Rick Warren Calls for Racial Unity in the Church at Proclaim 18

NASHVILLE (NRB) – Renowned pastor and author Rick Warren brought a message on the need for racial unity in the church during the Opening Session of Proclaim 18, the 75th Annual Convention of National Religious Broadcasters (NRB), at the Gaylord Opryland Resort & Convention Center in Nashville, Tennessee, February 27.

Warren, founder and senior pastor of Saddleback Church in Southern California and author of the best-selling book The Purpose Driven Life, began by sharing about the suffering that has come with his success. His wife was found to have breast cancer as The Purpose Driven Life was taking off, his son committed suicide after a long battle with mental illness, and his worship pastor of 25 years recently was diagnosed with an inoperable brain cancer.

“The ultimate test of your faith is not how high you jump when things are going good. It’s will you praise God when things are not going good,” Warren said. “The ultimate test of your faith is even if you slay me Lord I will still trust you. Behind every public success in life you will find private pain.”

Warren then turned to the state of disunity in the church today.

“There’s another theme in the Scripture that we often ignore: He wants His children to get along. We’re not real good at that one,” he said. “I don’t have to tell you that today we’re not friends; we’re failing at unity. The church is more divided, more polarized, there’s more tribes, there’s more splinters, more fractures than ever before.”

Warren talked about how his mentor of 40 years, Billy Graham, insisted on unity – evidenced by the fact that Graham’s crusades were integrated ethnically and denominationally.

“God has never made a person He does not love. God has never made a person He doesn’t have a purpose for,” Warren said. “We all know that America is in desperate need of revival … and we all know where it comes from. We know that revival comes from repentance; but revival also comes from unity, and we don’t talk about that one much.”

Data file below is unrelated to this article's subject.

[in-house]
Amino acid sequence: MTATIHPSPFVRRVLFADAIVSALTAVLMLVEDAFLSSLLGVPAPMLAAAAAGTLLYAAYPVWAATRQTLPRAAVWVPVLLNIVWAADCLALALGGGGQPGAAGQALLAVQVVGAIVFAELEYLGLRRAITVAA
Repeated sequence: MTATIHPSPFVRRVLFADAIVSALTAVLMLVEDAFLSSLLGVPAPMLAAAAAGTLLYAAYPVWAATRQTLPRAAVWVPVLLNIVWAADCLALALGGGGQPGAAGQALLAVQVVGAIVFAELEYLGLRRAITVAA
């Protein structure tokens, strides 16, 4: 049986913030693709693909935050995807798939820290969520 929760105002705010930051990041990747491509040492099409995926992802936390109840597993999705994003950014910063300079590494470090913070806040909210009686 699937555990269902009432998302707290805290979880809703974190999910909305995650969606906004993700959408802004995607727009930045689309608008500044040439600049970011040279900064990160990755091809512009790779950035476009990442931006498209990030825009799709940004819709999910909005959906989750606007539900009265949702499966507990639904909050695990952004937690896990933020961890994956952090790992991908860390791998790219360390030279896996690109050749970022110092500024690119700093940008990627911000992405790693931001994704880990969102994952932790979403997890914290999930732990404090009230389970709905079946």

Warren pointed out that the word “one” appears 10 times in the first five chapters of the book of Acts.

“It says that they were in one place, they were of one accord, they had one heart, they had one purpose, they had one vision. Ten times they were one,” he said.

“When we have the unity of Acts we’ll have the power of Acts. We’re just not willing to pay the cost for Pentecost. We’re not willing to put aside our petty differences and unify around one thing – the Lord Jesus Christ.”

Warren talked about a one-day retreat on racism he held with 100 of America’s most influential pastors at his church last summer after the Charlottesville white supremacist protests.

During the gathering the pastors discussed how to have unity in the body of Christ. “Because we’re not going to have revival if 11 o’clock on Sunday morning is still the most segregated hour in America,” Warren said.

Warren said that God’s saving grace extends to every race, citing Titus 2:1.

“And reconciliation is at the heart of the Gospel,” he said. “It’s called the Great Commandment. You’ve got to be right with God, you’ve got to be right with your brother, and the Bible says if I’m not right with my brother I’m a liar. I’m not really right with God.”

How Christians treat other people matters to God, Warren said. “And the Bible’s very clear that racial prejudice is a sin. Racism is not a skin problem; it’s a sin problem,” he added.

He shared three reasons why God hates racial prejudice: it questions God’s wisdom in creation; it’s a sign of ignorance; and it disobeys the Great Commandment.

Warren ended his time by having a discussion with Dr. John M. Perkins, one of the leading evangelical voices to come out of the American civil rights movement. 

By Michael Smith

Published: March 2, 2018


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